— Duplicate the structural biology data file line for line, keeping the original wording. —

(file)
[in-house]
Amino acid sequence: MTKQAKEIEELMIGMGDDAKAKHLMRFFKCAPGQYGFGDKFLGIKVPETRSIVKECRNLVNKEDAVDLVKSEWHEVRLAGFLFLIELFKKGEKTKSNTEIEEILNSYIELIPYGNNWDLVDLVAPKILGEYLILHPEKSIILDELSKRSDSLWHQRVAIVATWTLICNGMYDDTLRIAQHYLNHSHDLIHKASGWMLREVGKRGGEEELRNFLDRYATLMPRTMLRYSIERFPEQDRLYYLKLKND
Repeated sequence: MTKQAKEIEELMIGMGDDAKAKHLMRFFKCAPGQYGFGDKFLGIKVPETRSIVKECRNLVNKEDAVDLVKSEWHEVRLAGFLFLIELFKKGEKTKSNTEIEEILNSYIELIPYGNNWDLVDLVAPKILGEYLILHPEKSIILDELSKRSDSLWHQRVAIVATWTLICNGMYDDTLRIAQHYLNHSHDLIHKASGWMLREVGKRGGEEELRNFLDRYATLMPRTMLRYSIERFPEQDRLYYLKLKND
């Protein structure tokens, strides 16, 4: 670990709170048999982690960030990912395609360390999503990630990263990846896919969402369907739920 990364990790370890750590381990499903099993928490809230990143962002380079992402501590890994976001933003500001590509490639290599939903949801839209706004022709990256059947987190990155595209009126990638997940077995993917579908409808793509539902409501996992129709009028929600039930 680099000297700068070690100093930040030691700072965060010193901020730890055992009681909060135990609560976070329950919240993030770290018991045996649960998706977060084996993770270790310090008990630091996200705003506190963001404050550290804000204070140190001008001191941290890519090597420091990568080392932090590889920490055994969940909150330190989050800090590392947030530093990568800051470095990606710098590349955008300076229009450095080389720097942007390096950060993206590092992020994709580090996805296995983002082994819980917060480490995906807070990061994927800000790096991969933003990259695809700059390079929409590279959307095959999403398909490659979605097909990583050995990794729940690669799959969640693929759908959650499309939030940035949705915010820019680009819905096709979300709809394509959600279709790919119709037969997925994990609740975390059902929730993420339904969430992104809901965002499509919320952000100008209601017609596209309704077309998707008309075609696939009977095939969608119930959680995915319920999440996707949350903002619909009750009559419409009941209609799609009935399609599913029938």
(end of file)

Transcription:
[in-house]
Amino acid sequence: MTKQAKEIEELMIGMGDDAKAKHLMRFFKCAPGQYGFGDKFLGIKVPETRSIVKECRNLVNKEDAVDLVKSEWHEVRLAGFLFLIELFKKGEKTKSNTEIEEILNSYIELIPYGNNWDLVDLVAPKILGEYLILHPEKSIILDELSKRSDSLWHQRVAIVATWTLICNGMYDDTLRIAQHYLNHSHDLIHKASGWMLREVGKRGGEEELRNFLDRYATLMPRTMLRYSIERFPEQDRLYYLKLKND
Repeated sequence: MTKQAKEIEELMIGMGDDAKAKHLMRFFKCAPGQYGFGDKFLGIKVPETRSIVKECRNLVNKEDAVDLVKSEWHEVRLAGFLFLIELFKKGEKTKSNTEIEEILNSYIELIPYGNNWDLVDLVAPKILGEYLILHPEKSIILDELSKRSDSLWHQRVAIVATWTLICNGMYDDTLRIAQHYLNHSHDLIHKASGWMLREVGKRGGEEELRNFLDRYATLMPRTMLRYSIERFPEQDRLYYLKLKND
């Protein structure tokens, strides 16, 4: 670990709170048999982690960030990912395609360390999503990630990263990846896919969402369907739920 990364990790370890750590381990499903099993928490809230990143962002380079992402501590890994976001933003500001590509490639290599939903949801839209706004022709990256059947987190990155595209009126990638997940077995993917579908409808793509539902409501996992129709009028929600039930 680099000297700068070690100093930040030691700072965060010193901020730890055992009681909060135990609560976070329950919240993030770290018991045996649960998706977060084996993770270790310090008990630091996200705003506190963001404050550290804000204070140190001008001191941290890519090597420091990568080392932090590889920490055994969940909150330190989050800090590392947030530093990568800051470095990606710098590349955008300076229009450095080389720097942007390096950060993206590092992020994709580090996805296995983002082994819980917060480490995906807070990061994927800000790096991969933003990259695809700059390079929409590279959307095959999403398909490659979605097909990583050995990794729940690669799959969640693929759908959650499309939030940035949705915010820019680009819905096709979300709809394509959600279709790919119709037969997925994990609740975390059902929730993420339904969430992104809901965002499509919320952000100008209601017609596209309704077309998707008309075609696939009977095939969608119930959680995915319920999440996707949350903002619909009750009559419409009941209609799609009935399609599913029938």